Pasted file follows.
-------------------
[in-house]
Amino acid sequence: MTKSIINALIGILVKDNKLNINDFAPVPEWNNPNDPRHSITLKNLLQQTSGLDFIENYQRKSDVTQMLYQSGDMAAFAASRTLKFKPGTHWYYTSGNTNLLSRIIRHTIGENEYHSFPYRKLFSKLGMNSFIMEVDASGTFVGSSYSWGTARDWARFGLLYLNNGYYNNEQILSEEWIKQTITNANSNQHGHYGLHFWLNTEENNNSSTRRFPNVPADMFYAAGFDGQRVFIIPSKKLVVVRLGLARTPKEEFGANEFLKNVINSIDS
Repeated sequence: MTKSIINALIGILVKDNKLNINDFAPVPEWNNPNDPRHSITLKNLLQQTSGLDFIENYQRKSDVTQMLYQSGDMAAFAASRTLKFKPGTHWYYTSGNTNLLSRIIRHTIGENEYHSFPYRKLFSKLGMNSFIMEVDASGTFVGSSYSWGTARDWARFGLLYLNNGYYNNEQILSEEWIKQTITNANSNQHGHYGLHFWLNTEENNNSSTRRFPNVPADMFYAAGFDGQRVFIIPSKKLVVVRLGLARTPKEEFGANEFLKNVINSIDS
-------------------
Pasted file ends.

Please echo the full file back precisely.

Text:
[in-house]
Amino acid sequence: MTKSIINALIGILVKDNKLNINDFAPVPEWNNPNDPRHSITLKNLLQQTSGLDFIENYQRKSDVTQMLYQSGDMAAFAASRTLKFKPGTHWYYTSGNTNLLSRIIRHTIGENEYHSFPYRKLFSKLGMNSFIMEVDASGTFVGSSYSWGTARDWARFGLLYLNNGYYNNEQILSEEWIKQTITNANSNQHGHYGLHFWLNTEENNNSSTRRFPNVPADMFYAAGFDGQRVFIIPSKKLVVVRLGLARTPKEEFGANEFLKNVINSIDS
Repeated sequence: MTKSIINALIGILVKDNKLNINDFAPVPEWNNPNDPRHSITLKNLLQQTSGLDFIENYQRKSDVTQMLYQSGDMAAFAASRTLKFKPGTHWYYTSGNTNLLSRIIRHTIGENEYHSFPYRKLFSKLGMNSFIMEVDASGTFVGSSYSWGTARDWARFGLLYLNNGYYNNEQILSEEWIKQTITNANSNQHGHYGLHFWLNTEENNNSSTRRFPNVPADMFYAAGFDGQRVFIIPSKKLVVVRLGLARTPKEEFGANEFLKNVINSIDS